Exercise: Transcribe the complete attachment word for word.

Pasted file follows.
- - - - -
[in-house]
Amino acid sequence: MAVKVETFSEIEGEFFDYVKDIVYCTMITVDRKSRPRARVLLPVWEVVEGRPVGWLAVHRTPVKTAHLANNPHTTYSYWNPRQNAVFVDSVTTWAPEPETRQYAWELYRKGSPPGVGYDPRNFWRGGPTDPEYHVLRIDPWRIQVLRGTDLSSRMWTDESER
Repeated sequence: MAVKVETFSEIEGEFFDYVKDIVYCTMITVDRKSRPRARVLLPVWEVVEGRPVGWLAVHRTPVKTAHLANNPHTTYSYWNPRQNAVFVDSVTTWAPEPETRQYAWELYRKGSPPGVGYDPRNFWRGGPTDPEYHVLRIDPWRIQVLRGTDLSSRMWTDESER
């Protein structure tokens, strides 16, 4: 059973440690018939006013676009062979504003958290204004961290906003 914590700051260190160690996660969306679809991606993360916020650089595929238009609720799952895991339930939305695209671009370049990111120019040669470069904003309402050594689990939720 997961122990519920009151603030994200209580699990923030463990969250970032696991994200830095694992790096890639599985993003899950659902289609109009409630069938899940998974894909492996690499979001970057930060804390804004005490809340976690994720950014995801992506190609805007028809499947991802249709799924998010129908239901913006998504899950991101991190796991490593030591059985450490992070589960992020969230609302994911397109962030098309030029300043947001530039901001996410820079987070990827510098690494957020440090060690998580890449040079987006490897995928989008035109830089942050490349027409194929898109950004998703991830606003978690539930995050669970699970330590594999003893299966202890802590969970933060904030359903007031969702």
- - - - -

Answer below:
[in-house]
Amino acid sequence: MAVKVETFSEIEGEFFDYVKDIVYCTMITVDRKSRPRARVLLPVWEVVEGRPVGWLAVHRTPVKTAHLANNPHTTYSYWNPRQNAVFVDSVTTWAPEPETRQYAWELYRKGSPPGVGYDPRNFWRGGPTDPEYHVLRIDPWRIQVLRGTDLSSRMWTDESER
Repeated sequence: MAVKVETFSEIEGEFFDYVKDIVYCTMITVDRKSRPRARVLLPVWEVVEGRPVGWLAVHRTPVKTAHLANNPHTTYSYWNPRQNAVFVDSVTTWAPEPETRQYAWELYRKGSPPGVGYDPRNFWRGGPTDPEYHVLRIDPWRIQVLRGTDLSSRMWTDESER
């Protein structure tokens, strides 16, 4: 059973440690018939006013676009062979504003958290204004961290906003 914590700051260190160690996660969306679809991606993360916020650089595929238009609720799952895991339930939305695209671009370049990111120019040669470069904003309402050594689990939720 997961122990519920009151603030994200209580699990923030463990969250970032696991994200830095694992790096890639599985993003899950659902289609109009409630069938899940998974894909492996690499979001970057930060804390804004005490809340976690994720950014995801992506190609805007028809499947991802249709799924998010129908239901913006998504899950991101991190796991490593030591059985450490992070589960992020969230609302994911397109962030098309030029300043947001530039901001996410820079987070990827510098690494957020440090060690998580890449040079987006490897995928989008035109830089942050490349027409194929898109950004998703991830606003978690539930995050669970699970330590594999003893299966202890802590969970933060904030359903007031969702």